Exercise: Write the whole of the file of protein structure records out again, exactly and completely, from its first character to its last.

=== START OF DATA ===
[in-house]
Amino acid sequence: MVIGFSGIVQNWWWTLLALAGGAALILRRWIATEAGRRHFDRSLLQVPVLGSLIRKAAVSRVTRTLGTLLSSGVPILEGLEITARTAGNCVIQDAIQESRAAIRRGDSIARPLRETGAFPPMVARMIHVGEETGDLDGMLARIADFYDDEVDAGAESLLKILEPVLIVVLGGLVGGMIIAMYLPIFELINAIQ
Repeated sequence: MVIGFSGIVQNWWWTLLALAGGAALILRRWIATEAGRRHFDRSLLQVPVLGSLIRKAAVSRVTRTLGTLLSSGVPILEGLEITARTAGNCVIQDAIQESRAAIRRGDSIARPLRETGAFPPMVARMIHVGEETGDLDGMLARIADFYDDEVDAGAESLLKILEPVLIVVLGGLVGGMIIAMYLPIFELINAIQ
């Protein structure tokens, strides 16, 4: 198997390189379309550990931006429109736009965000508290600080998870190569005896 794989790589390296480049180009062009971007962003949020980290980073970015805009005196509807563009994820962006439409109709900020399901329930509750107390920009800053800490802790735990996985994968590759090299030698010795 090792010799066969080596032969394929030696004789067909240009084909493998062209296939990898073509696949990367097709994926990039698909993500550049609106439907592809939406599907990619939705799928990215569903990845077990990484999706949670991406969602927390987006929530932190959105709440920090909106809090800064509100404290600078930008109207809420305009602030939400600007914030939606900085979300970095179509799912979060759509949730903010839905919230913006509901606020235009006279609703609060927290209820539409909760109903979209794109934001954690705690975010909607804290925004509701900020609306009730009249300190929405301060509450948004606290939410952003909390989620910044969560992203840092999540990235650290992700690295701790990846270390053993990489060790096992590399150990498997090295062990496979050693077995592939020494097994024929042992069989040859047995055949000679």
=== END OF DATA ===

[in-house]
Amino acid sequence: MVIGFSGIVQNWWWTLLALAGGAALILRRWIATEAGRRHFDRSLLQVPVLGSLIRKAAVSRVTRTLGTLLSSGVPILEGLEITARTAGNCVIQDAIQESRAAIRRGDSIARPLRETGAFPPMVARMIHVGEETGDLDGMLARIADFYDDEVDAGAESLLKILEPVLIVVLGGLVGGMIIAMYLPIFELINAIQ
Repeated sequence: MVIGFSGIVQNWWWTLLALAGGAALILRRWIATEAGRRHFDRSLLQVPVLGSLIRKAAVSRVTRTLGTLLSSGVPILEGLEITARTAGNCVIQDAIQESRAAIRRGDSIARPLRETGAFPPMVARMIHVGEETGDLDGMLARIADFYDDEVDAGAESLLKILEPVLIVVLGGLVGGMIIAMYLPIFELINAIQ
């Protein structure tokens, strides 16, 4: 198997390189379309550990931006429109736009965000508290600080998870190569005896 794989790589390296480049180009062009971007962003949020980290980073970015805009005196509807563009994820962006439409109709900020399901329930509750107390920009800053800490802790735990996985994968590759090299030698010795 090792010799066969080596032969394929030696004789067909240009084909493998062209296939990898073509696949990367097709994926990039698909993500550049609106439907592809939406599907990619939705799928990215569903990845077990990484999706949670991406969602927390987006929530932190959105709440920090909106809090800064509100404290600078930008109207809420305009602030939400600007914030939606900085979300970095179509799912979060759509949730903010839905919230913006509901606020235009006279609703609060927290209820539409909760109903979209794109934001954690705690975010909607804290925004509701900020609306009730009249300190929405301060509450948004606290939410952003909390989620910044969560992203840092999540990235650290992700690295701790990846270390053993990489060790096992590399150990498997090295062990496979050693077995592939020494097994024929042992069989040859047995055949000679």